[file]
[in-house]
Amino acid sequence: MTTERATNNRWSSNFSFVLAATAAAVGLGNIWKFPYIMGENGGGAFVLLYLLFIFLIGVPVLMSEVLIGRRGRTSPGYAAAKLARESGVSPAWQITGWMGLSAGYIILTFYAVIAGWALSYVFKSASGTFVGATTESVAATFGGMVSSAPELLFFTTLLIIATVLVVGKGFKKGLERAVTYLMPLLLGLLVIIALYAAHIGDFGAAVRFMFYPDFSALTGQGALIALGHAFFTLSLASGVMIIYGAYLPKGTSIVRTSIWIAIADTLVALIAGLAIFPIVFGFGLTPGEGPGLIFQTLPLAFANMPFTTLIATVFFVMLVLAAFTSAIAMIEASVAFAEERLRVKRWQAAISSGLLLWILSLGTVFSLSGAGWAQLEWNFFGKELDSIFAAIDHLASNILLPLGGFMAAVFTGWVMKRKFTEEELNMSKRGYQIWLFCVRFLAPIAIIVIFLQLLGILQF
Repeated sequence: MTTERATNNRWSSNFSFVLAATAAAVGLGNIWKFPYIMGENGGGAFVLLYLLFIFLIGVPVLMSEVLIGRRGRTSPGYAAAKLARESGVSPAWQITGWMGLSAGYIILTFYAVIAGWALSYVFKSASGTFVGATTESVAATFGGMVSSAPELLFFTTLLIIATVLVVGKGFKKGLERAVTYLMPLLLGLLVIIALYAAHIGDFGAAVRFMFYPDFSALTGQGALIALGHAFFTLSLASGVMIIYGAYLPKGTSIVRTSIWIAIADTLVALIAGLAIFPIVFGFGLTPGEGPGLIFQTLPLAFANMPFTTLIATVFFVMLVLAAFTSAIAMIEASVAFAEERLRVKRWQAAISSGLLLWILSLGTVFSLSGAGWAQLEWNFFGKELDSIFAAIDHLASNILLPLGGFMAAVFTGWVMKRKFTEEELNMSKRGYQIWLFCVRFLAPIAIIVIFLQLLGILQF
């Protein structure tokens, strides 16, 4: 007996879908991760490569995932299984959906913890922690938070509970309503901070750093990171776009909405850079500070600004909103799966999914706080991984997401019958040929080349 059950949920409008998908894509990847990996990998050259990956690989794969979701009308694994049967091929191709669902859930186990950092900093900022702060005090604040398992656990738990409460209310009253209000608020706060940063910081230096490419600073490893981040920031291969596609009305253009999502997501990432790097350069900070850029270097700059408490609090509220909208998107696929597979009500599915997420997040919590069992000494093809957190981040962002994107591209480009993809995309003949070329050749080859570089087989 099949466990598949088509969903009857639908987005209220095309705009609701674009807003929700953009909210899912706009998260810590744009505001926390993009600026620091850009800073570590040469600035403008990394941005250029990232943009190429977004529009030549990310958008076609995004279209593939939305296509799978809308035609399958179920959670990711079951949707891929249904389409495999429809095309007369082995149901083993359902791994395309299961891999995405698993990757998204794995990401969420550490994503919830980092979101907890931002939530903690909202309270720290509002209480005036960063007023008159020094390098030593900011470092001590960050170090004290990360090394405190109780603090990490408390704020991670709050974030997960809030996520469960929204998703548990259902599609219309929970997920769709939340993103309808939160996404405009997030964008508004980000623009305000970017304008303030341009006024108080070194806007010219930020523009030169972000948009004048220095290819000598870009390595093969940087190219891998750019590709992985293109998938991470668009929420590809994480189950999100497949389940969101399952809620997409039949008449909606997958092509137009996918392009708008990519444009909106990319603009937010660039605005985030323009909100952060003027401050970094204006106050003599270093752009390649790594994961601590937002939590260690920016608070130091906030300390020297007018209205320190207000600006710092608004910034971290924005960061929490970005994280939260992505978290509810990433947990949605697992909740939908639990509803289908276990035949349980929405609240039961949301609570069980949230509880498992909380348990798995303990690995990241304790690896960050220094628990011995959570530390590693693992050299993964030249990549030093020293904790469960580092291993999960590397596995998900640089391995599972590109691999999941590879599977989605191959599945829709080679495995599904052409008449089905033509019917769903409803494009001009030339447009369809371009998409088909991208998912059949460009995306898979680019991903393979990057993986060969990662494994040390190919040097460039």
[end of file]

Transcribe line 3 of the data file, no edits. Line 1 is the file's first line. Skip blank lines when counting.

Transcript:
Repeated sequence: MTTERATNNRWSSNFSFVLAATAAAVGLGNIWKFPYIMGENGGGAFVLLYLLFIFLIGVPVLMSEVLIGRRGRTSPGYAAAKLARESGVSPAWQITGWMGLSAGYIILTFYAVIAGWALSYVFKSASGTFVGATTESVAATFGGMVSSAPELLFFTTLLIIATVLVVGKGFKKGLERAVTYLMPLLLGLLVIIALYAAHIGDFGAAVRFMFYPDFSALTGQGALIALGHAFFTLSLASGVMIIYGAYLPKGTSIVRTSIWIAIADTLVALIAGLAIFPIVFGFGLTPGEGPGLIFQTLPLAFANMPFTTLIATVFFVMLVLAAFTSAIAMIEASVAFAEERLRVKRWQAAISSGLLLWILSLGTVFSLSGAGWAQLEWNFFGKELDSIFAAIDHLASNILLPLGGFMAAVFTGWVMKRKFTEEELNMSKRGYQIWLFCVRFLAPIAIIVIFLQLLGILQF